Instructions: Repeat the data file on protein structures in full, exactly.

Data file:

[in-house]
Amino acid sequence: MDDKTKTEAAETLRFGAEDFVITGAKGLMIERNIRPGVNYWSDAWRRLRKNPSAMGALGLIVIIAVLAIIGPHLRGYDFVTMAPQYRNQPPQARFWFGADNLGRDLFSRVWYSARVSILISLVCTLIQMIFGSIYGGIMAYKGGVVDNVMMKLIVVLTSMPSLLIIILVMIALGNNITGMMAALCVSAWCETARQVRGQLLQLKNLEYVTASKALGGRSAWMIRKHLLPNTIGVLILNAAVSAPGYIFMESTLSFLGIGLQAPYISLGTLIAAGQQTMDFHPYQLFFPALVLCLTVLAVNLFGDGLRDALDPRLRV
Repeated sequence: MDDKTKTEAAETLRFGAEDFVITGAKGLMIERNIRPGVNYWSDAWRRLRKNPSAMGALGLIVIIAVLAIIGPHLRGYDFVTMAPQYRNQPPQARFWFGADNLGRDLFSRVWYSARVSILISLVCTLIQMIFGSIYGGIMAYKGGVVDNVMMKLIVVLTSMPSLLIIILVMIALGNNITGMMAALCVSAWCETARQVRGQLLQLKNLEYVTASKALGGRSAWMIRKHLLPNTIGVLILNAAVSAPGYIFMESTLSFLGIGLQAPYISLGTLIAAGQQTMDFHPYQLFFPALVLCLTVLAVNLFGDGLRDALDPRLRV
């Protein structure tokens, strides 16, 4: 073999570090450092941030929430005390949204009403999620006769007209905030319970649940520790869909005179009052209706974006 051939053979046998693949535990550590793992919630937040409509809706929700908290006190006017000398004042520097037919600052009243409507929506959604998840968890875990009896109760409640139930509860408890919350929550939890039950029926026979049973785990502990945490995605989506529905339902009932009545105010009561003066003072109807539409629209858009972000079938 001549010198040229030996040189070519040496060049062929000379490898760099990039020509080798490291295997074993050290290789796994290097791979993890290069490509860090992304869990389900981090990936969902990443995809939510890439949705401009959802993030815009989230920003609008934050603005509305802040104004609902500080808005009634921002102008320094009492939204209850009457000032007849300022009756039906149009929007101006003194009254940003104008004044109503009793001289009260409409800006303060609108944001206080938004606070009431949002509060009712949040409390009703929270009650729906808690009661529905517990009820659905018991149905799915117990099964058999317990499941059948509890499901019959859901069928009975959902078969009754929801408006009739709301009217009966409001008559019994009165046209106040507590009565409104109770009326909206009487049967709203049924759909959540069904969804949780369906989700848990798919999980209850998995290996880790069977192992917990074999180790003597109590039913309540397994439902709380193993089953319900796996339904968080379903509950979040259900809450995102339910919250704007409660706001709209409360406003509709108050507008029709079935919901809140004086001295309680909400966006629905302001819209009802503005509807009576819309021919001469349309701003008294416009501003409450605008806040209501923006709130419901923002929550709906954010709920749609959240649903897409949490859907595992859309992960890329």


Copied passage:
[in-house]
Amino acid sequence: MDDKTKTEAAETLRFGAEDFVITGAKGLMIERNIRPGVNYWSDAWRRLRKNPSAMGALGLIVIIAVLAIIGPHLRGYDFVTMAPQYRNQPPQARFWFGADNLGRDLFSRVWYSARVSILISLVCTLIQMIFGSIYGGIMAYKGGVVDNVMMKLIVVLTSMPSLLIIILVMIALGNNITGMMAALCVSAWCETARQVRGQLLQLKNLEYVTASKALGGRSAWMIRKHLLPNTIGVLILNAAVSAPGYIFMESTLSFLGIGLQAPYISLGTLIAAGQQTMDFHPYQLFFPALVLCLTVLAVNLFGDGLRDALDPRLRV
Repeated sequence: MDDKTKTEAAETLRFGAEDFVITGAKGLMIERNIRPGVNYWSDAWRRLRKNPSAMGALGLIVIIAVLAIIGPHLRGYDFVTMAPQYRNQPPQARFWFGADNLGRDLFSRVWYSARVSILISLVCTLIQMIFGSIYGGIMAYKGGVVDNVMMKLIVVLTSMPSLLIIILVMIALGNNITGMMAALCVSAWCETARQVRGQLLQLKNLEYVTASKALGGRSAWMIRKHLLPNTIGVLILNAAVSAPGYIFMESTLSFLGIGLQAPYISLGTLIAAGQQTMDFHPYQLFFPALVLCLTVLAVNLFGDGLRDALDPRLRV
């Protein structure tokens, strides 16, 4: 073999570090450092941030929430005390949204009403999620006769007209905030319970649940520790869909005179009052209706974006 051939053979046998693949535990550590793992919630937040409509809706929700908290006190006017000398004042520097037919600052009243409507929506959604998840968890875990009896109760409640139930509860408890919350929550939890039950029926026979049973785990502990945490995605989506529905339902009932009545105010009561003066003072109807539409629209858009972000079938 001549010198040229030996040189070519040496060049062929000379490898760099990039020509080798490291295997074993050290290789796994290097791979993890290069490509860090992304869990389900981090990936969902990443995809939510890439949705401009959802993030815009989230920003609008934050603005509305802040104004609902500080808005009634921002102008320094009492939204209850009457000032007849300022009756039906149009929007101006003194009254940003104008004044109503009793001289009260409409800006303060609108944001206080938004606070009431949002509060009712949040409390009703929270009650729906808690009661529905517990009820659905018991149905799915117990099964058999317990499941059948509890499901019959859901069928009975959902078969009754929801408006009739709301009217009966409001008559019994009165046209106040507590009565409104109770009326909206009487049967709203049924759909959540069904969804949780369906989700848990798919999980209850998995290996880790069977192992917990074999180790003597109590039913309540397994439902709380193993089953319900796996339904968080379903509950979040259900809450995102339910919250704007409660706001709209409360406003509709108050507008029709079935919901809140004086001295309680909400966006629905302001819209009802503005509807009576819309021919001469349309701003008294416009501003409450605008806040209501923006709130419901923002929550709906954010709920749609959240649903897409949490859907595992859309992960890329």